Customs Commissioner Alberto Lina must come clean on his decision to cancel his bureau’s P650 million computerization project that was awarded to a rival of his own private company.
Now, major players at Aduana fear they were not mistaken in their predictions on what’s coming with Lina’s return as Bureau of Customs (BoC) head.
On May 6, two weeks after he took over BoC, Lina issued a directive to the Department of Budget and Management (DBM) to drop the project.
The DBM served the notice of cancellation to the joint venture Intrasoft International Inc. and Omniprime Marketing Inc., who won the contract for the project called “Selection of System Integrator for Design, Operation and Maintenance of Integrated Enhanced Customs Systems (iCPS) and National Single Window (NSW).”
It was later discovered that the joint venture beat Lina’s firm, E-Konek Pilipinas, which was disqualified in the bidding.
Lina’s move smacks of conflict of interest in violation of Republic Act 6713, otherwise known as the “Code of Conduct and Ethical Standards for Public Officials.”
I agree with lawyer Harry Roque, who represents Intrasoft-Omniprime, that the BoC chief’s action is clearly unethical and illegal.
Roque challenged President Noynoy to prove he is not condoning Lina’s unlawful acts and grave abuse of authority.
Don’t count on it, Harry. I bet he won’t lift a finger and make your day.
So, it seems that Lina’s return engagement at the lucrative post serves at least two purposes: To raise campaign funds for the Liberal Party (LP) candidates in next year’s elections and to facilitate his own private interests.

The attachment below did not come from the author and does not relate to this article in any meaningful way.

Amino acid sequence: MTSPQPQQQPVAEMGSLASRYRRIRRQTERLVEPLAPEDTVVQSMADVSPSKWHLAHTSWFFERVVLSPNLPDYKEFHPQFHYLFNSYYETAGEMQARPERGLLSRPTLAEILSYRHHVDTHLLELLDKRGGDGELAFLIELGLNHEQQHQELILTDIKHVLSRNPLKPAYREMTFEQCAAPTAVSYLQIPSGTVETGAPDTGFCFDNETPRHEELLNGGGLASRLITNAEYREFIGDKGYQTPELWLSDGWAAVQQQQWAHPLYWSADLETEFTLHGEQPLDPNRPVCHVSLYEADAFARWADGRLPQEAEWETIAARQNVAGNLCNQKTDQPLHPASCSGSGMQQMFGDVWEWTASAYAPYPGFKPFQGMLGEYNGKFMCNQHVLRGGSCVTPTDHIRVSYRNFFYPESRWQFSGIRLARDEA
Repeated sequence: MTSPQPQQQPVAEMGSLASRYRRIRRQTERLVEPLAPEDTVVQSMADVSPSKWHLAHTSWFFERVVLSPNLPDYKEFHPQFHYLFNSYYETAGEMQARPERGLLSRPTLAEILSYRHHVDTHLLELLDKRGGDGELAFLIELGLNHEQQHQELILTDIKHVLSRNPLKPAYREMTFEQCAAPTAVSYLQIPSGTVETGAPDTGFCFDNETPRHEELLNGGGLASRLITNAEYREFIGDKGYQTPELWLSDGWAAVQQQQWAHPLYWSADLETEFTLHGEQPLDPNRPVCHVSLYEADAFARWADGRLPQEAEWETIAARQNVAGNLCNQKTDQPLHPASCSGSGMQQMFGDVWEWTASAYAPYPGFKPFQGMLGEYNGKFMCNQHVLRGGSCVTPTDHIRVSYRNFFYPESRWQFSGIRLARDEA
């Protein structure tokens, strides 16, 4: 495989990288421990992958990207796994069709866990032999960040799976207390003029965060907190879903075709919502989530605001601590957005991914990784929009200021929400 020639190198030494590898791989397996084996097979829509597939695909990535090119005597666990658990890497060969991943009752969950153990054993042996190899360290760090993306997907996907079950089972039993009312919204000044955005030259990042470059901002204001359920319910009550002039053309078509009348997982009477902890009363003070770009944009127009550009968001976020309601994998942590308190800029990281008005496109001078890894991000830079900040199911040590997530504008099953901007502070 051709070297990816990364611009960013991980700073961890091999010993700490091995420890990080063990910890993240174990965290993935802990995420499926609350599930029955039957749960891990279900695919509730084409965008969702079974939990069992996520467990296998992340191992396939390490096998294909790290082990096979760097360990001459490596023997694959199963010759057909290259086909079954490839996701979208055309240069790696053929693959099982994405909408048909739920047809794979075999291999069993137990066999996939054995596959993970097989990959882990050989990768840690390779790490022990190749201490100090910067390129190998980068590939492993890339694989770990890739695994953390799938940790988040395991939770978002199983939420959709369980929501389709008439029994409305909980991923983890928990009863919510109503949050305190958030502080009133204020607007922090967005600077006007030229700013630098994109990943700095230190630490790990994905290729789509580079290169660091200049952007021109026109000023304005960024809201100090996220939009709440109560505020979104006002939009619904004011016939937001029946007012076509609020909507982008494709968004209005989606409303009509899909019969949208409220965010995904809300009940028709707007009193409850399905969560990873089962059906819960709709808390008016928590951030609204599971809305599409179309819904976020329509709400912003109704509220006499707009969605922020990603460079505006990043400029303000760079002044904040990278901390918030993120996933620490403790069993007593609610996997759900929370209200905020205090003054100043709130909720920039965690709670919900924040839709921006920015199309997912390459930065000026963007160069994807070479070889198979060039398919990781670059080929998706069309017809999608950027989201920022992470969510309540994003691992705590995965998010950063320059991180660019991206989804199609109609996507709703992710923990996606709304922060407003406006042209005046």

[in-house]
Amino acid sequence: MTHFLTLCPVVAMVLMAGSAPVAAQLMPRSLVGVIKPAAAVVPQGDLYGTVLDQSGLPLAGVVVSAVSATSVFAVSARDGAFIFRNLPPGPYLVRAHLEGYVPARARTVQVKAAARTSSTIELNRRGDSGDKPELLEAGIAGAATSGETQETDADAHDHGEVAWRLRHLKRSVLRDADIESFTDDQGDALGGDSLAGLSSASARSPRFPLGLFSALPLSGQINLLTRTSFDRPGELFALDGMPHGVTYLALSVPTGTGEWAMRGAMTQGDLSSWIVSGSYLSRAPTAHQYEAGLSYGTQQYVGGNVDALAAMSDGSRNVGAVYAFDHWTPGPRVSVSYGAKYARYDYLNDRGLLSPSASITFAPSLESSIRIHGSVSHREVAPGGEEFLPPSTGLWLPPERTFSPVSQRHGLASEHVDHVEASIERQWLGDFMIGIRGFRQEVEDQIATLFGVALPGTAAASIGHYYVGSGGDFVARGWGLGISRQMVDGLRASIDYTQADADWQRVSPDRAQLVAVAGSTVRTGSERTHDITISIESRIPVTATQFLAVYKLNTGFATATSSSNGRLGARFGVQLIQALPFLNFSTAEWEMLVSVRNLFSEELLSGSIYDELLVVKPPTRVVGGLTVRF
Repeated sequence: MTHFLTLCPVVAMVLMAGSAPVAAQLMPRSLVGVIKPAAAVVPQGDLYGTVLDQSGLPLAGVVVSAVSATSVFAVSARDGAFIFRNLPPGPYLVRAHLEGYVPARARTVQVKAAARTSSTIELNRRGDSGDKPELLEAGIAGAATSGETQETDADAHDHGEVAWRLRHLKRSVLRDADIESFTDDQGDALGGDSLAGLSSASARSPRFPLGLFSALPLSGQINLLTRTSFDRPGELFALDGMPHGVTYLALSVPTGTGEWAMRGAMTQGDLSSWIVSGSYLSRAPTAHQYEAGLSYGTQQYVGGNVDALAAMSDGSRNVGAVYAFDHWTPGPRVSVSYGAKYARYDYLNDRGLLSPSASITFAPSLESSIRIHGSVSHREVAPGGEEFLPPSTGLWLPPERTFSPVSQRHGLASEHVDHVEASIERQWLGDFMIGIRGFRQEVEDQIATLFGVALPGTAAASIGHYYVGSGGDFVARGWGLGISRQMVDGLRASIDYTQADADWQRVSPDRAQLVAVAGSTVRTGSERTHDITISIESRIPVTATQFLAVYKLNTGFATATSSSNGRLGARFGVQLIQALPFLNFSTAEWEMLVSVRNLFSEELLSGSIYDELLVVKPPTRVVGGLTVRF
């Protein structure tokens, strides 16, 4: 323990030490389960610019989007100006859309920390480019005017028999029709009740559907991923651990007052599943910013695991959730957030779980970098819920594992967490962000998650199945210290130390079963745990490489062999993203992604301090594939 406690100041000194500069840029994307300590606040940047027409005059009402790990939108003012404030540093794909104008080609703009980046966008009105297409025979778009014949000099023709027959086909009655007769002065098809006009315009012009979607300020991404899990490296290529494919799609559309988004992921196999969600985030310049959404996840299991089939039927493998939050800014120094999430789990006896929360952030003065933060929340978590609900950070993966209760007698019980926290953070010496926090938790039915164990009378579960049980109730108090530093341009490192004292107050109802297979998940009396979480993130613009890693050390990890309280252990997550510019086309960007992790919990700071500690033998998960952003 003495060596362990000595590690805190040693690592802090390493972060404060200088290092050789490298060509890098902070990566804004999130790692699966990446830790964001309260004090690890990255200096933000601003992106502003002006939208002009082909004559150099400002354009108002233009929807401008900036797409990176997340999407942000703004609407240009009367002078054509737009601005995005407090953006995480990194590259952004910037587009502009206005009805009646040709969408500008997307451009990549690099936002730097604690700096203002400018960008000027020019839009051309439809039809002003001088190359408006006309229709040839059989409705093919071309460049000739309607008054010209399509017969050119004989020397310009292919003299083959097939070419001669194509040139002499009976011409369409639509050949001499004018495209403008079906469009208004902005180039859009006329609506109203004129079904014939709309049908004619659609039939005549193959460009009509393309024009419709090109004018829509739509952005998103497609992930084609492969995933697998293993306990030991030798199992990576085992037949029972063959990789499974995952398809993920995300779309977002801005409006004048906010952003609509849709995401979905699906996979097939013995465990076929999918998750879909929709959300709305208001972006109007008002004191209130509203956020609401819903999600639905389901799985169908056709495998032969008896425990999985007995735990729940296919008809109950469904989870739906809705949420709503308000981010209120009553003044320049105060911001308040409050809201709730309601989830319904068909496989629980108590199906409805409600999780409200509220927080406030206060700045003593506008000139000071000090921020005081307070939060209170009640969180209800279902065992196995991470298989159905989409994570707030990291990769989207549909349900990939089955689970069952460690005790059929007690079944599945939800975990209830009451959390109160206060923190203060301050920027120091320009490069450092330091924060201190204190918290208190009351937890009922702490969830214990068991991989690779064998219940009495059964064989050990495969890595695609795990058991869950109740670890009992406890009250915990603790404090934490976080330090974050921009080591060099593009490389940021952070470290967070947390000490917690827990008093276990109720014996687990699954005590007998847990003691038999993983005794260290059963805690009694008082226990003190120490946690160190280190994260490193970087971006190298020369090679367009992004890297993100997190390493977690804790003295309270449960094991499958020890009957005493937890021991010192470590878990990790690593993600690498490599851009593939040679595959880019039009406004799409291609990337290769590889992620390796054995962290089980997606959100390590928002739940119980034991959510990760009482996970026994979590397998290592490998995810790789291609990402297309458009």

Such sheer shamelessness! In the vernacular, garapalan na ito!
Noy grandstands on Kentex tragedy
President Noynoy did very well in elucidating the conditions that over 72 workers suffered before they burned to death at the Kentex factory in Valenzuela City recently.
Those victims have long suffered in that sweatshop, earning starvation pay.
But, like millions of the toiling masses, they had no choice but to bear their exploitation. There are innumerable workplaces like Kentex, thanks to the Aquino administration.
With less than a year left in his six-year term, Noynoy has done nothing to alleviate the plight of oppressed workers.
But Noynoy and his inutile agencies would not take responsibility for the rampant subhuman conditions at the workplace.
True to his moniker “Boy Sisi,” Noynoy conveniently assigned blame to the local city government for issuing a “provisional business permit” to the Kentex before it complied with fire safety standards.
The militant Kilusang Mayo Uno (KMU) made sense in pointing out that Aquino was “being selective in his call for accountability over the fire tragedy.
KMU blamed the Department of Labor and Employment (DOLE) and the Department of the Interior and Local Government (DILG).
According to KMU, DOLE Secretary Rosalinda Baldoz and DILG Secretary Manuel Roxas 2nd are “most responsible for the deaths of the workers.”
“Baldoz should be held responsible because her agency granted Kentex a certificate of compliance in relation to occupational health and safety standards,” KMU said.
Roxas should also be held liable because the Bureau of Fire Protection, an agency under his department, allowed Kentex to operate despite the factory’s non-compliance with fire safety standards and failed to notify the Valenzuela City Hall of the violation.
And Noynoy had the guts to grandstand as if championing the cause of the poor workers.
Why, what has he done in five years to uplift the quality of life of the labor sector?